Based on an old Russian fairy tale, THE SNOW CHILD by Eowyn Ivey weaves a dark and beautiful spell so captivating that this complex, mesmerizing tale is as unputdownable as a just-one-chapter-more, first-rate thriller.
THE SNOW CHILD begins in 1920 with a couple, Jack and Mabel, who leave a comfortable existence in Pennsylvania for the remote and brutal Alaskan frontier. They are aiming for a fresh start and attempting to outrun their sorrow over a stillborn infant who was their last hope of having a child, something they both deeply yearn for. But the difficulty of trying to farm in the desolate, unforgiving beauty of the Alaskan wilderness shocks the couple to their core. Two years in, they are hanging on by a thread.
Things take an unexpected turn when in a childlike fit of pique inspired by the year’s first snowfall, Jack and Mabel make a little girl out of snow, only to discover that the child seems to have come to life. The mysterious Faina, who hunts with the help of small red fox, is a wonderful character who becomes increasingly vivid on the page as the reader tries to determine whether she is, in fact, a real girl.
Both the natural and the magical elements of the book appealed to the little girl in me: as a kid growing up in the Pacific Northwest, I spent many hours of my childhood in the forest behind our house, and if I’d discovered a red fox, I am certain I would have tried to convince my mother to let me make a pet of it.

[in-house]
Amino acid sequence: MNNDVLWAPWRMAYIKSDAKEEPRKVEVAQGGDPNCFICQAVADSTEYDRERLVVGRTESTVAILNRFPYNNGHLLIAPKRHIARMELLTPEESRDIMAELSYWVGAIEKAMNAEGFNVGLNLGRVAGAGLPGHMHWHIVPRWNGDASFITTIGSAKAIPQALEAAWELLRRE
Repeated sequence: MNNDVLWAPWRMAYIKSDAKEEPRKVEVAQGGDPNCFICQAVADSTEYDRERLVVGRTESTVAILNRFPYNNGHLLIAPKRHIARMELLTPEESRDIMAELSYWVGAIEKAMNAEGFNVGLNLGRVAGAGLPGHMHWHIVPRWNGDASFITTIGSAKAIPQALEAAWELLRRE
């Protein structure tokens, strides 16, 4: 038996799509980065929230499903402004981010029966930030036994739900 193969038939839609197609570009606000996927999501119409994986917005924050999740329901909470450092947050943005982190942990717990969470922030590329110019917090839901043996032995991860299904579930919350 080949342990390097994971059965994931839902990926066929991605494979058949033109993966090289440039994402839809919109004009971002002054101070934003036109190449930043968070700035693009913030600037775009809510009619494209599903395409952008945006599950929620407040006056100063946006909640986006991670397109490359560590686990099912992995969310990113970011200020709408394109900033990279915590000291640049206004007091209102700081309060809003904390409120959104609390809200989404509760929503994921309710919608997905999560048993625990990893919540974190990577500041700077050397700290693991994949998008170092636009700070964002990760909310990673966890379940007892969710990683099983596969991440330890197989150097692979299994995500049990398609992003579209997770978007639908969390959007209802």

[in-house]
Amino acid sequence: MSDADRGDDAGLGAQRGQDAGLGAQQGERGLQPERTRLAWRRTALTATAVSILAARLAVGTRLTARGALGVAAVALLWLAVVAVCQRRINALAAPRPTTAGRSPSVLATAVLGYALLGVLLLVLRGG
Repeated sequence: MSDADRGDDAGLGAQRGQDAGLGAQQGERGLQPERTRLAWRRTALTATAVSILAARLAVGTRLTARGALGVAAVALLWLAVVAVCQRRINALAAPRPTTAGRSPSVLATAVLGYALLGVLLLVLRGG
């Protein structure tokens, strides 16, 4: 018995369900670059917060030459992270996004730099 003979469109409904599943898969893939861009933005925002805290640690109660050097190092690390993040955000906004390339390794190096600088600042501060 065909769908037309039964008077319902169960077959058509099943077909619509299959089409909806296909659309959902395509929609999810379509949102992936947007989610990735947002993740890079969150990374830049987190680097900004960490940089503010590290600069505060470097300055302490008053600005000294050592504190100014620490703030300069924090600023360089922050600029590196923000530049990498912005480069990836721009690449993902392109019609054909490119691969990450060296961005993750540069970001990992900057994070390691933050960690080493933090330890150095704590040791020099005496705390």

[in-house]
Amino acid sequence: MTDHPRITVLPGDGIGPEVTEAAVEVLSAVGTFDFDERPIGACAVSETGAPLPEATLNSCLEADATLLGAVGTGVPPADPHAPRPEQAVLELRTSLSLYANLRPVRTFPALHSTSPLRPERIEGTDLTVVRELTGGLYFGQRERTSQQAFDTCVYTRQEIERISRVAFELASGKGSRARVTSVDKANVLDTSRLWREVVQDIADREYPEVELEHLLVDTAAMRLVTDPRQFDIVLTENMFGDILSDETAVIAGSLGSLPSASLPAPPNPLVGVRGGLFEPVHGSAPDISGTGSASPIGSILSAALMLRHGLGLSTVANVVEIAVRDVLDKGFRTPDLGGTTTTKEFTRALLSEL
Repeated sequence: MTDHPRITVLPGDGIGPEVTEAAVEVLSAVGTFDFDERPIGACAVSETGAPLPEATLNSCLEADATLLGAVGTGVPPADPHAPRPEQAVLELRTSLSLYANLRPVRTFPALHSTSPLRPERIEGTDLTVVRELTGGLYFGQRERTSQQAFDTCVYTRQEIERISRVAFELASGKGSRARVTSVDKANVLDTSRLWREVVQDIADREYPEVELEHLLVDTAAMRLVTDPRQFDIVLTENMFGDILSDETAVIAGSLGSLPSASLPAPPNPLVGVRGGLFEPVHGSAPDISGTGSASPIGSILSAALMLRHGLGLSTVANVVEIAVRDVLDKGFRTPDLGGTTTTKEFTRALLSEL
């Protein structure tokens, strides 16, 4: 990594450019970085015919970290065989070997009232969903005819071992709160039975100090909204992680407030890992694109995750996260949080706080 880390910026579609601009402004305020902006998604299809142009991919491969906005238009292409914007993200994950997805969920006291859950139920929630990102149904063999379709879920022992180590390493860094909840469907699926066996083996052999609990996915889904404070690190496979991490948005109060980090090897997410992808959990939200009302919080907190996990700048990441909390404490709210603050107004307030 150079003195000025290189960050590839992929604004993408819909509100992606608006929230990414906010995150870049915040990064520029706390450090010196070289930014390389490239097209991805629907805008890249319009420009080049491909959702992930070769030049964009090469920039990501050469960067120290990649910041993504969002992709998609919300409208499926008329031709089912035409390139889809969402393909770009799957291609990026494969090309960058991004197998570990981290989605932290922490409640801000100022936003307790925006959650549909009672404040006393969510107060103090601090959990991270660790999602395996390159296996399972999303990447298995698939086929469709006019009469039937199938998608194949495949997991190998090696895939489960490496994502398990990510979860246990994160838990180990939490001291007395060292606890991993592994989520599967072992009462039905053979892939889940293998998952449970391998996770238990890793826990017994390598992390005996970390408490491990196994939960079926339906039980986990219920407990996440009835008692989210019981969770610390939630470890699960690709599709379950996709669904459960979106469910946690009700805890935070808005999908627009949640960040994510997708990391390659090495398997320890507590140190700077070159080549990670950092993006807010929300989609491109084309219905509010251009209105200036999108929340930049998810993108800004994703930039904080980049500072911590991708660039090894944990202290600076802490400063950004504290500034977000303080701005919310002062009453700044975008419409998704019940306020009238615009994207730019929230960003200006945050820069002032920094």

The fairy-tale aspects of the tale are also deftly handled. It’s a shame how the pop-culture juggernaut that is Disney has defanged our notion of the fairy tale; indeed, if one says “fairy-tale ending” nowadays, they are surely not referring to the Brothers Grimm variety. As a kid, I loved those storytellers like Roald Dahl and Shel Silverstein who were not afraid to tread into the darkness. That’s where the magic happens. And THE SNOW CHILD contains plenty of that same dark magic.
The very real love shared by the characters in this book—the decades-long devotion between Jack and Mabel, the bond the couple has with their neighbors, their adoration of Faina—balances the more surreal elements of THE SNOW CHILD, leaving the reader with the sense that these people must have existed, or somehow exist still, fairy tale or no. We are ultimately reminded that beauty, love, and happiness can be both enduring and fleeting: here and gone like the winter sunshine.